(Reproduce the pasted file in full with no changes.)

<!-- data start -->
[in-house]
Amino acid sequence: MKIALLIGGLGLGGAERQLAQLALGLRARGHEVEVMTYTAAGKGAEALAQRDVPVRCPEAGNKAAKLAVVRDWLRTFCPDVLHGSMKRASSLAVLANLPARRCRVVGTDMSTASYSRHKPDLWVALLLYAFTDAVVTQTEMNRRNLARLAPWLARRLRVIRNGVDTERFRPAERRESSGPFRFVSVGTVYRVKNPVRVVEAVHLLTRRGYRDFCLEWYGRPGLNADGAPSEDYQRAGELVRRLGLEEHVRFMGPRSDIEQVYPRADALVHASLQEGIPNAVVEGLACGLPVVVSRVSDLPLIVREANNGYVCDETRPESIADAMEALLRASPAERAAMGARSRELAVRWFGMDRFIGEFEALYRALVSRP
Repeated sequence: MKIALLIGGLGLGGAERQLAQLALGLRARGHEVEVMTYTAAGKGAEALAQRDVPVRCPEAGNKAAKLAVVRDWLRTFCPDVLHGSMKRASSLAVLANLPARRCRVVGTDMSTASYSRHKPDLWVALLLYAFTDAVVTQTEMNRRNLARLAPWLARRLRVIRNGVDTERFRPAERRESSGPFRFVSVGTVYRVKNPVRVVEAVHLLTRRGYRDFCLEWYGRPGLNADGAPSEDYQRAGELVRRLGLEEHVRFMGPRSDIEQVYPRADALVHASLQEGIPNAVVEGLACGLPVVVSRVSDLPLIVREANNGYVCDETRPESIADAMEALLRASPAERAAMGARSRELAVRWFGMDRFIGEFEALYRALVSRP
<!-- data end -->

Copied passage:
[in-house]
Amino acid sequence: MKIALLIGGLGLGGAERQLAQLALGLRARGHEVEVMTYTAAGKGAEALAQRDVPVRCPEAGNKAAKLAVVRDWLRTFCPDVLHGSMKRASSLAVLANLPARRCRVVGTDMSTASYSRHKPDLWVALLLYAFTDAVVTQTEMNRRNLARLAPWLARRLRVIRNGVDTERFRPAERRESSGPFRFVSVGTVYRVKNPVRVVEAVHLLTRRGYRDFCLEWYGRPGLNADGAPSEDYQRAGELVRRLGLEEHVRFMGPRSDIEQVYPRADALVHASLQEGIPNAVVEGLACGLPVVVSRVSDLPLIVREANNGYVCDETRPESIADAMEALLRASPAERAAMGARSRELAVRWFGMDRFIGEFEALYRALVSRP
Repeated sequence: MKIALLIGGLGLGGAERQLAQLALGLRARGHEVEVMTYTAAGKGAEALAQRDVPVRCPEAGNKAAKLAVVRDWLRTFCPDVLHGSMKRASSLAVLANLPARRCRVVGTDMSTASYSRHKPDLWVALLLYAFTDAVVTQTEMNRRNLARLAPWLARRLRVIRNGVDTERFRPAERRESSGPFRFVSVGTVYRVKNPVRVVEAVHLLTRRGYRDFCLEWYGRPGLNADGAPSEDYQRAGELVRRLGLEEHVRFMGPRSDIEQVYPRADALVHASLQEGIPNAVVEGLACGLPVVVSRVSDLPLIVREANNGYVCDETRPESIADAMEALLRASPAERAAMGARSRELAVRWFGMDRFIGEFEALYRALVSRP